This article briefly explains how to integrate a HP Procurve and Cisco in one network, and make sure the VLANs are correctly routed across the two switches. I avoid using the term "trunk" as the definition of a "trunk" differs greatly between Cisco and HP: a trunk on a HP Procurve refers in fact to a feature like Cisco's EtherChannel, something entirely different.
Multi-port trunking is also outside the scope of this article, but the basics remain the same.
For both switches, you first need to define the required VLANs. Take a look at the switch documentation if you don't know how, as this is outside the scope of this article.
To explain more easily, consider the following scenario:
This is only an example: adjust accordingly to your own situation!
On the Cisco switch, configure the uplink port as a trunk, and, if necessary, allow the required VLANs on it. Optionally, configure STP and/or any other options, if needed:
Sw1(config)# interface Gi0/1 Sw1(config-if)# switchport mode trunk Sw1(config-if)# switchport trunk allow vlan 10,15,20 Sw1(config-if)# no shut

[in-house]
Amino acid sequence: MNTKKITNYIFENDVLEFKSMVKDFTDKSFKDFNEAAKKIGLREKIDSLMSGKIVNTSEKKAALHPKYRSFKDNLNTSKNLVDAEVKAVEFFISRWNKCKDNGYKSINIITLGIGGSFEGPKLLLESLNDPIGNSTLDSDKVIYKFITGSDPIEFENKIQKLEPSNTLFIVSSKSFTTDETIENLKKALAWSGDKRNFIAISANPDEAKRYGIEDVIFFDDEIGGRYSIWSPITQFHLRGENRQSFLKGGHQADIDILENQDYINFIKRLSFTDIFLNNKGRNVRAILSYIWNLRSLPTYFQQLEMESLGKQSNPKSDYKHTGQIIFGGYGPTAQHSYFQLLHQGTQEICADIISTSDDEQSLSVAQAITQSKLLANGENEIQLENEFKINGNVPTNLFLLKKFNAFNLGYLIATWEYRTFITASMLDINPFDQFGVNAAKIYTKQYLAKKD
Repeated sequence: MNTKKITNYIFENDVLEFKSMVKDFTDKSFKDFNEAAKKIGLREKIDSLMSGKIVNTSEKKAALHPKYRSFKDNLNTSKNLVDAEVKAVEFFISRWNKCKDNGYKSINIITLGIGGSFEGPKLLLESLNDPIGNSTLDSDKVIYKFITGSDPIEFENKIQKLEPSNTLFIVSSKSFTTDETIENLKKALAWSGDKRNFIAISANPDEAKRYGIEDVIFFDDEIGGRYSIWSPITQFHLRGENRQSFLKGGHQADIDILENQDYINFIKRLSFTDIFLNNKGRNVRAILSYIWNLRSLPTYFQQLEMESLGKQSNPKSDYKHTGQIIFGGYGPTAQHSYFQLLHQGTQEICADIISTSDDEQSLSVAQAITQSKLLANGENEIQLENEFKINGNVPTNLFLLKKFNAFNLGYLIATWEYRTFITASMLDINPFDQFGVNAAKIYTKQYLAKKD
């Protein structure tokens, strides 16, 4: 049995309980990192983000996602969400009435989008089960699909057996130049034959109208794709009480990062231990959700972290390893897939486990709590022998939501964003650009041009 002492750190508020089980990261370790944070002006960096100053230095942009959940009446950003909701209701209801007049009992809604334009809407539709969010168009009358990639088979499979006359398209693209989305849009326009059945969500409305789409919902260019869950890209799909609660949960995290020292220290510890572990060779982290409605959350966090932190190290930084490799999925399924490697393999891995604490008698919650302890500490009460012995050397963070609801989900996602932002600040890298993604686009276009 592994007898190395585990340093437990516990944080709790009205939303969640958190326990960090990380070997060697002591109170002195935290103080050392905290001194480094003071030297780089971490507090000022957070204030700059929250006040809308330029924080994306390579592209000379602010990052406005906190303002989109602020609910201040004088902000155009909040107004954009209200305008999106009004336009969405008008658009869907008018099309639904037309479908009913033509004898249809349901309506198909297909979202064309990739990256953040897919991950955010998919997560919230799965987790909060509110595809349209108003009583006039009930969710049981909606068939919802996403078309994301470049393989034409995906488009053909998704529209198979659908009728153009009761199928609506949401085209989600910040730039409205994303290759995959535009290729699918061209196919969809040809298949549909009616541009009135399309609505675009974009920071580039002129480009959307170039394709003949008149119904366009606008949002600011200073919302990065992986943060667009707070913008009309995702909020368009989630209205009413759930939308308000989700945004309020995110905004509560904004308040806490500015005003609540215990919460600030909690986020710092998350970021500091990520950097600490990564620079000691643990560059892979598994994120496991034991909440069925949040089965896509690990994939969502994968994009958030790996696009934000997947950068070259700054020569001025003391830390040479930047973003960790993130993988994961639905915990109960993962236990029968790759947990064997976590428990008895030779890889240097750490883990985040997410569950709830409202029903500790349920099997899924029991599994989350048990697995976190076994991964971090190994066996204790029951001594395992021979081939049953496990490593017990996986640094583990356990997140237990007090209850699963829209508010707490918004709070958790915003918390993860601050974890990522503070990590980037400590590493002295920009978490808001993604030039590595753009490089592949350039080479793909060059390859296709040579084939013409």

If you don't want to limit VLANs on the trunk, you can omit the third statement, in which case all VLANs will be allowed to pass through the trunk.
HP works differently by directly specifying VLANs on a port as tagged, untagged, or excluded:
|tagged||The specific VLAN is allowed on the port, and is tagged.|
|untagged||The specific VLAN is allowed on the port, but will not be tagged. This is similar to Cisco's "Native VLAN" on a trunk port.|
|excluded||The specific VLAN is not allowed on the port (traffic is blocked).|
To configure the uplink port on the HP switch, we need to emulate a trunk port by setting all allowed VLANs as tagged on that port. VLANs that are not allowed to pass through are set to excluded.
Unlike Cisco, where we work at the port level, on HP Procurve, we start at the VLAN level.
Sw2(config)#vlan 10 Sw2(Vlan-10)#tagged 1 Sw2(config)#vlan 15 Sw2(Vlan-15)#tagged 1 Sw2(config)#vlan 20 Sw2(Vlan-20)#tagged 1